Children, especially little boys, may go through the dog years, and they can be a pain in the neck. They outgrow it eventually. I would not place an otherwise healthy child in a position where he might be prescribed drugs. I am part of a large extended family, with children, grandchildren and cousins galore. Many of these normal children, again, mostly boys, go through a very annoying period. They seem to come out of it as they approach puberty. Nowadays, whenever a child is not perfectly behaved, there is a tendency to give them a label that suggests a psychological problem. This is particularly evident in the reckless diagnoses of ADD/ADHD. The actual number of sufferers is extremely small.
it sounds just awful, but take heart that these things can get turned around. I know he can't explain why he's doing what he's doing, but I am sure that the explanation is really that he can't think of anything better to do! So there are two 'fronts' to deal with here, school and home. Lets talk school first, because getting help there is a pretty straightforward process. Under the law, you have the right to a free psychological and educational assessment for your son, provided through the school system (your tax dollars at work!). You can begin the process of getting help for him by speaking to an administrator or guidance counselor and requesting an evaluation to determine if he could be eligible for special education services and accommodations. He is still quite young to fall below grade level, so its definitely not a time to take a 'wait and see' attitude. Lots of kids who demand attention and try to be the class clown are covering up the shame and frustration of not being able to do the work. If he is below grade level, he should be getting intensive reading help from a reading specialist or special educator on a daily basis. Get the eligibility process going at school, and don't accept 'oh he's just a boy' or 'he will grow out of it.' The early years of elementary school are the critical time to begin getting help for him. Your son's disruptive behavior is telling everyone around him that he needs help.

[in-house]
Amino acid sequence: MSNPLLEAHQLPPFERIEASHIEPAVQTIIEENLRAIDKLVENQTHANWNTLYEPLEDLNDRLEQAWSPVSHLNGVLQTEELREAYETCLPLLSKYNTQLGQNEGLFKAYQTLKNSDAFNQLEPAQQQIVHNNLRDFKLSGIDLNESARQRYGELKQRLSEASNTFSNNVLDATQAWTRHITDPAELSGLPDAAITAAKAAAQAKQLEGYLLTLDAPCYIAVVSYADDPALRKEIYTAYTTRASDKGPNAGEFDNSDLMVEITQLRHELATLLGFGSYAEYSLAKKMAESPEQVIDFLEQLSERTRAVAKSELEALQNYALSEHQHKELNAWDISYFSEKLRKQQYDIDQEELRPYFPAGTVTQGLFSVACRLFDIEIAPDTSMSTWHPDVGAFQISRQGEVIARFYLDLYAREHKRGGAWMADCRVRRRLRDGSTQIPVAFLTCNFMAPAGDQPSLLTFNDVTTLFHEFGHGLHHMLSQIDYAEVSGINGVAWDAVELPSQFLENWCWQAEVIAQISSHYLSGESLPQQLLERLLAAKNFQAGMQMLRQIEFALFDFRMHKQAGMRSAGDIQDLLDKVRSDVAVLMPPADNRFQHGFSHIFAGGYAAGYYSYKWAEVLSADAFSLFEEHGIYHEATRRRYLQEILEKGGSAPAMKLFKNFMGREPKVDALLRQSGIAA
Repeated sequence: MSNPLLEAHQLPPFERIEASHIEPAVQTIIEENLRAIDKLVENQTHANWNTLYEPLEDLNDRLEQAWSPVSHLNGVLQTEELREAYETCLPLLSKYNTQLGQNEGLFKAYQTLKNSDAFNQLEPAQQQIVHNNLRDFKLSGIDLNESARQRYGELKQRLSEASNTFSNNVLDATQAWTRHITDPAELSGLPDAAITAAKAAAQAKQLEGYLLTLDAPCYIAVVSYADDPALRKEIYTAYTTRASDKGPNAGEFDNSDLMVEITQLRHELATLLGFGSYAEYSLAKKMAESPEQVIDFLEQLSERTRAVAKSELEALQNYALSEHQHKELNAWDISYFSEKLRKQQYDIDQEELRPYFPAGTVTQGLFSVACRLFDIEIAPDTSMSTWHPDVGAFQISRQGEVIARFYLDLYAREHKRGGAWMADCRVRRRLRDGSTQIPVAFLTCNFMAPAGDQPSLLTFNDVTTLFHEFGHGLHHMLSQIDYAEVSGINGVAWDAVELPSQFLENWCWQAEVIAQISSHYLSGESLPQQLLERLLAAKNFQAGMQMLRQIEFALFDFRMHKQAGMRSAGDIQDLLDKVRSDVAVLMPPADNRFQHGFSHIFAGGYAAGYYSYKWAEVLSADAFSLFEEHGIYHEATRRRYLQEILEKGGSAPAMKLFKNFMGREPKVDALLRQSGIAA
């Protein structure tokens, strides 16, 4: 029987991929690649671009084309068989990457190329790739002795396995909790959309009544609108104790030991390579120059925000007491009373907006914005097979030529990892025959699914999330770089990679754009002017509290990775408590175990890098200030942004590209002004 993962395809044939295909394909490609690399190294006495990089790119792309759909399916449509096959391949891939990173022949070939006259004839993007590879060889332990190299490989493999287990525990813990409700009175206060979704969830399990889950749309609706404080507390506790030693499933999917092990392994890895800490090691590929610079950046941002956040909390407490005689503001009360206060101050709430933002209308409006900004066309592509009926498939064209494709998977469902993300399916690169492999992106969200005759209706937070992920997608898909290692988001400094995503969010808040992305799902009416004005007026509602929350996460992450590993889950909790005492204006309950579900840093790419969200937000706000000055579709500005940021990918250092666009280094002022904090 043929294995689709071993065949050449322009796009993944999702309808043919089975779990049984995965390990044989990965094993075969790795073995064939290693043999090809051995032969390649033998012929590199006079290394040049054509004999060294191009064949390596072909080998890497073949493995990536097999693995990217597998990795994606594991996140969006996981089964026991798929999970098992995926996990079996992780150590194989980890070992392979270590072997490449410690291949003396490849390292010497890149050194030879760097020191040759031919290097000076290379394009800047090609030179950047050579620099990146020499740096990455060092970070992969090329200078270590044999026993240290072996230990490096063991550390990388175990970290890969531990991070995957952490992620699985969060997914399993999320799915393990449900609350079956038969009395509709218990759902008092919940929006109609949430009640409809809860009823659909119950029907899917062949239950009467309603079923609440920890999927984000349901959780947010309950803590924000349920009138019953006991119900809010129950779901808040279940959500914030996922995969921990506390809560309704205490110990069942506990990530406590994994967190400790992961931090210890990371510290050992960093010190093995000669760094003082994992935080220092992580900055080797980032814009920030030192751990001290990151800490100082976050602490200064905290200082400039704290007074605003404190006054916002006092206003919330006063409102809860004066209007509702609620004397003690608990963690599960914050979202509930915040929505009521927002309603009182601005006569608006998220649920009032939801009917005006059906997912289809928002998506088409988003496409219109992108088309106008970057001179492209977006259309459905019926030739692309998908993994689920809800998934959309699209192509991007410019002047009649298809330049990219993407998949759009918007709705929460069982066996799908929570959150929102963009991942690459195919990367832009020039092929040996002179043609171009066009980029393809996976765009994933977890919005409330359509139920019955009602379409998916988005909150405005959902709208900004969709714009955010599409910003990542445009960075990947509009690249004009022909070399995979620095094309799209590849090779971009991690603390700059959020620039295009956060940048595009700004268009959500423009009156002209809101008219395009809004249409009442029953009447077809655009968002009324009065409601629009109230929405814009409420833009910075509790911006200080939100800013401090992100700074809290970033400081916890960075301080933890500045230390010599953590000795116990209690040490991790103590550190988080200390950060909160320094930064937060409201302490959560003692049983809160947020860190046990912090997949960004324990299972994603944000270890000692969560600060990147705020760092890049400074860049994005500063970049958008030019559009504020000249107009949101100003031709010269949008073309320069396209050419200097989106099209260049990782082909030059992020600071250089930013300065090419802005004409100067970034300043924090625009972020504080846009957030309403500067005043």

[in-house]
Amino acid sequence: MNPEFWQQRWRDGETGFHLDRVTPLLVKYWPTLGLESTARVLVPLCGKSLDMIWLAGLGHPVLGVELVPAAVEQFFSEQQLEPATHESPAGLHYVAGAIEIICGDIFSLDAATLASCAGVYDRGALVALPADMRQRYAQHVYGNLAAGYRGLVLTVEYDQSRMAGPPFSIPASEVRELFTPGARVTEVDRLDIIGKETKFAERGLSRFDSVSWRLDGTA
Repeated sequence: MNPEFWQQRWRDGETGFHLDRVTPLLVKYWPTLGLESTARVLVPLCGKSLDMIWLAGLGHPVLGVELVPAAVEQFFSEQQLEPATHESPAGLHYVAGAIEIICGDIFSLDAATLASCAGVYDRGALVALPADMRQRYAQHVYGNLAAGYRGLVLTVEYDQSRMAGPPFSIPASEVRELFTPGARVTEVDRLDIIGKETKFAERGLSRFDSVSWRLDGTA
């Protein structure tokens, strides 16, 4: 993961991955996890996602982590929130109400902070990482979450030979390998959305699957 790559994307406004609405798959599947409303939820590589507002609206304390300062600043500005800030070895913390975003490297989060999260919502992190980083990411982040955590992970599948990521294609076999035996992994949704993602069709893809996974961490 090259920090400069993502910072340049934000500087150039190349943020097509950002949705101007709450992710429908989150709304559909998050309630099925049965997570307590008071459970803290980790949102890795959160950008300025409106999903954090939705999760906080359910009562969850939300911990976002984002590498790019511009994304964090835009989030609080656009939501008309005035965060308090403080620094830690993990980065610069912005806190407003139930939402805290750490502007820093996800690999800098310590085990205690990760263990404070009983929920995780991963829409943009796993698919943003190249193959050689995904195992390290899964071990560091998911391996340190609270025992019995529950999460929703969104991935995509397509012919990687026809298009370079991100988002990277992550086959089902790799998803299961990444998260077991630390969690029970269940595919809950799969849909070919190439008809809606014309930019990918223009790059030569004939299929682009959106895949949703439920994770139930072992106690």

If you can, I recommend strongly you first talk to your pediatrician, and then get a private psychological assessment. Start with the pediatrician and have a sit down chat. Ask if there is anything medical that could explain your son's behavior (some medical conditions can cause irritability or problems focusing, such as sleep apnea or hearing loss). Ask if his hearing and vision are within normal limits. Then, ask for a referral for psychological testing.You will want to learn if your son does have a disability or mood disorder, and the evaluation will tell you a lot about what could help him in school. If the pediatrician suggests a good private clinic, understand that they will probably not accept insurance, so you and your husband will want to consider what you can afford if your insurance will not reimburse you for your expenses. You can also get very good testing from pediatric hospitals. Ask other mom's you know for advice on where to go in you're area. Look at the webpages for pediatric hospitals near you and try to get an appointment with a neurospychologist. A hospital will take your insurance, though the drawback is generally long wait and travel time. Be aware that a student will probably do the testing instead of the doctor, but you may be able to get a high quality evaluation for less if you can't afford a private clinic.